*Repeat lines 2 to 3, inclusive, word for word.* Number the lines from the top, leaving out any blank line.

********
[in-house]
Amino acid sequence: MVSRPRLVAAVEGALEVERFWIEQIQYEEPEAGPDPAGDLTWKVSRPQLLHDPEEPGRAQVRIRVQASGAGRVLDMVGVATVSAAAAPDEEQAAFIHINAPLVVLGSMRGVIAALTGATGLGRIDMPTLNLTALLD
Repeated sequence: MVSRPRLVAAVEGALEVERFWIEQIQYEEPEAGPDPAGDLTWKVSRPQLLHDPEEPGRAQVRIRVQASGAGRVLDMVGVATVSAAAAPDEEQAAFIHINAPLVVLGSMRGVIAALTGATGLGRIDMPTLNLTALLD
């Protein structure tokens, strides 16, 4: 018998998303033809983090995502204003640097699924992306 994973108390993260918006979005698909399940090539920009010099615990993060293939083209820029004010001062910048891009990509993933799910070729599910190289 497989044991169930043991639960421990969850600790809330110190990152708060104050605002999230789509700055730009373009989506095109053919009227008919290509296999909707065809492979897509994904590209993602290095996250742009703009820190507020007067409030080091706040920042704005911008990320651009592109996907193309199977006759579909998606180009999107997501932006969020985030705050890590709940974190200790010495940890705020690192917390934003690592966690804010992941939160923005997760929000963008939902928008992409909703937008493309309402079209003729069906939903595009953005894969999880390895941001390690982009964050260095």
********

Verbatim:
Amino acid sequence: MVSRPRLVAAVEGALEVERFWIEQIQYEEPEAGPDPAGDLTWKVSRPQLLHDPEEPGRAQVRIRVQASGAGRVLDMVGVATVSAAAAPDEEQAAFIHINAPLVVLGSMRGVIAALTGATGLGRIDMPTLNLTALLD
Repeated sequence: MVSRPRLVAAVEGALEVERFWIEQIQYEEPEAGPDPAGDLTWKVSRPQLLHDPEEPGRAQVRIRVQASGAGRVLDMVGVATVSAAAAPDEEQAAFIHINAPLVVLGSMRGVIAALTGATGLGRIDMPTLNLTALLD